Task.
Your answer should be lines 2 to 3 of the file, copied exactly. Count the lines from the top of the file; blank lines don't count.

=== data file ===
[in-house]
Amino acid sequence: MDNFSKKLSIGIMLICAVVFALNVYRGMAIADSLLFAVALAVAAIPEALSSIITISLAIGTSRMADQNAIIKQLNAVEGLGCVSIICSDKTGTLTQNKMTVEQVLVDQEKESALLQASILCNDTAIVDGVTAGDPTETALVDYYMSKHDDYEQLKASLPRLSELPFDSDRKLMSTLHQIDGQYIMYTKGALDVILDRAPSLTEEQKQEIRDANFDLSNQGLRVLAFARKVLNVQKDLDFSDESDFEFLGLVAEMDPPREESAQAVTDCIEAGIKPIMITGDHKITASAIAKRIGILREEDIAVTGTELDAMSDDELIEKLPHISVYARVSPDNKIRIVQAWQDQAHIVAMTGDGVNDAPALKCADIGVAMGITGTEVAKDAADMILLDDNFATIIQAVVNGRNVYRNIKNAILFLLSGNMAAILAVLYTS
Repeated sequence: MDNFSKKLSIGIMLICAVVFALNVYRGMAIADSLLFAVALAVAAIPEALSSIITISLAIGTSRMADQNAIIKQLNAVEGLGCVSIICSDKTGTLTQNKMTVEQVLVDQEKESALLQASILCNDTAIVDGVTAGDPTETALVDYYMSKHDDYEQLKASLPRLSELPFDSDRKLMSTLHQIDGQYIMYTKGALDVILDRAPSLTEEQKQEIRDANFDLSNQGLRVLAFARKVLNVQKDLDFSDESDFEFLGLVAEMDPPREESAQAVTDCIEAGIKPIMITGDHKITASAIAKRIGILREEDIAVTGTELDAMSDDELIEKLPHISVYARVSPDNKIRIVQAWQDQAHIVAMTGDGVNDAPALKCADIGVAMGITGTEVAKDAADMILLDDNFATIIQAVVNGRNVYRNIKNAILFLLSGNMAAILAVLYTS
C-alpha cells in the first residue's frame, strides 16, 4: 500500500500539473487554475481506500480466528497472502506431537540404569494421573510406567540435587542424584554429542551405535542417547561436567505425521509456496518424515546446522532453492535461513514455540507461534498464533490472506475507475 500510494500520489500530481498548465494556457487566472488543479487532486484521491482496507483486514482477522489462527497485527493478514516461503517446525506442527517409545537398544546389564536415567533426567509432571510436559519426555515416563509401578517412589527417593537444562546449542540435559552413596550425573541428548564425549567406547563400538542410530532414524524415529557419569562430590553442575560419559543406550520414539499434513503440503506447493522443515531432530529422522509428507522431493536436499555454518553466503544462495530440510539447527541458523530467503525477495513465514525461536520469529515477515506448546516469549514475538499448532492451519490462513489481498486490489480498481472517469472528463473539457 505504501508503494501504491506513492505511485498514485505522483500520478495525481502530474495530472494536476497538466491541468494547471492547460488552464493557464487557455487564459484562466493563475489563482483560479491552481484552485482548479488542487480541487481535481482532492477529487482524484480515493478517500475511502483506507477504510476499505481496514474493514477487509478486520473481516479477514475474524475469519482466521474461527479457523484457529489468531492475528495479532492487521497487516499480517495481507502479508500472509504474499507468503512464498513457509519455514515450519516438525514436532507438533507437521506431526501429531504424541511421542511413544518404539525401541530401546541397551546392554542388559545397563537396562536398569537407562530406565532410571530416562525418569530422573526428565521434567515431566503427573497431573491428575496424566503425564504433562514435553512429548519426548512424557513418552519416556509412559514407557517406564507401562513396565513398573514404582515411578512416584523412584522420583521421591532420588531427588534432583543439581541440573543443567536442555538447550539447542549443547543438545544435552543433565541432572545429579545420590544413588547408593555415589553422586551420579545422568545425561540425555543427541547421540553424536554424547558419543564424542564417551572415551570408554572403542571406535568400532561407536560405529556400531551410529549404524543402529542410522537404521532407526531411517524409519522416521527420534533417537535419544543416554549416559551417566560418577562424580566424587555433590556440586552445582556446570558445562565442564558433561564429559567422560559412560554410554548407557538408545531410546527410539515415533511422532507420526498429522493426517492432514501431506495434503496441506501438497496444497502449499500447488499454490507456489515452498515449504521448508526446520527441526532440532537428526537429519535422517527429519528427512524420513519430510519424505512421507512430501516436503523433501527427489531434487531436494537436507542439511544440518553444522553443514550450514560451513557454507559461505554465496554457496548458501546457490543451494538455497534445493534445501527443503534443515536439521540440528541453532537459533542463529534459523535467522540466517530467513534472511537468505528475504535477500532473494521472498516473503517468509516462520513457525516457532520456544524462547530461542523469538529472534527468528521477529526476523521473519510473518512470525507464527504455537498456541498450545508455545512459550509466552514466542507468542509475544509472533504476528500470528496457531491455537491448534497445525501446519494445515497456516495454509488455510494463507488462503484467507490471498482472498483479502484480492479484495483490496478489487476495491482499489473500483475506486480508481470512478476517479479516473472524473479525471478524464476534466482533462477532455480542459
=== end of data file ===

Amino acid sequence: MDNFSKKLSIGIMLICAVVFALNVYRGMAIADSLLFAVALAVAAIPEALSSIITISLAIGTSRMADQNAIIKQLNAVEGLGCVSIICSDKTGTLTQNKMTVEQVLVDQEKESALLQASILCNDTAIVDGVTAGDPTETALVDYYMSKHDDYEQLKASLPRLSELPFDSDRKLMSTLHQIDGQYIMYTKGALDVILDRAPSLTEEQKQEIRDANFDLSNQGLRVLAFARKVLNVQKDLDFSDESDFEFLGLVAEMDPPREESAQAVTDCIEAGIKPIMITGDHKITASAIAKRIGILREEDIAVTGTELDAMSDDELIEKLPHISVYARVSPDNKIRIVQAWQDQAHIVAMTGDGVNDAPALKCADIGVAMGITGTEVAKDAADMILLDDNFATIIQAVVNGRNVYRNIKNAILFLLSGNMAAILAVLYTS
Repeated sequence: MDNFSKKLSIGIMLICAVVFALNVYRGMAIADSLLFAVALAVAAIPEALSSIITISLAIGTSRMADQNAIIKQLNAVEGLGCVSIICSDKTGTLTQNKMTVEQVLVDQEKESALLQASILCNDTAIVDGVTAGDPTETALVDYYMSKHDDYEQLKASLPRLSELPFDSDRKLMSTLHQIDGQYIMYTKGALDVILDRAPSLTEEQKQEIRDANFDLSNQGLRVLAFARKVLNVQKDLDFSDESDFEFLGLVAEMDPPREESAQAVTDCIEAGIKPIMITGDHKITASAIAKRIGILREEDIAVTGTELDAMSDDELIEKLPHISVYARVSPDNKIRIVQAWQDQAHIVAMTGDGVNDAPALKCADIGVAMGITGTEVAKDAADMILLDDNFATIIQAVVNGRNVYRNIKNAILFLLSGNMAAILAVLYTS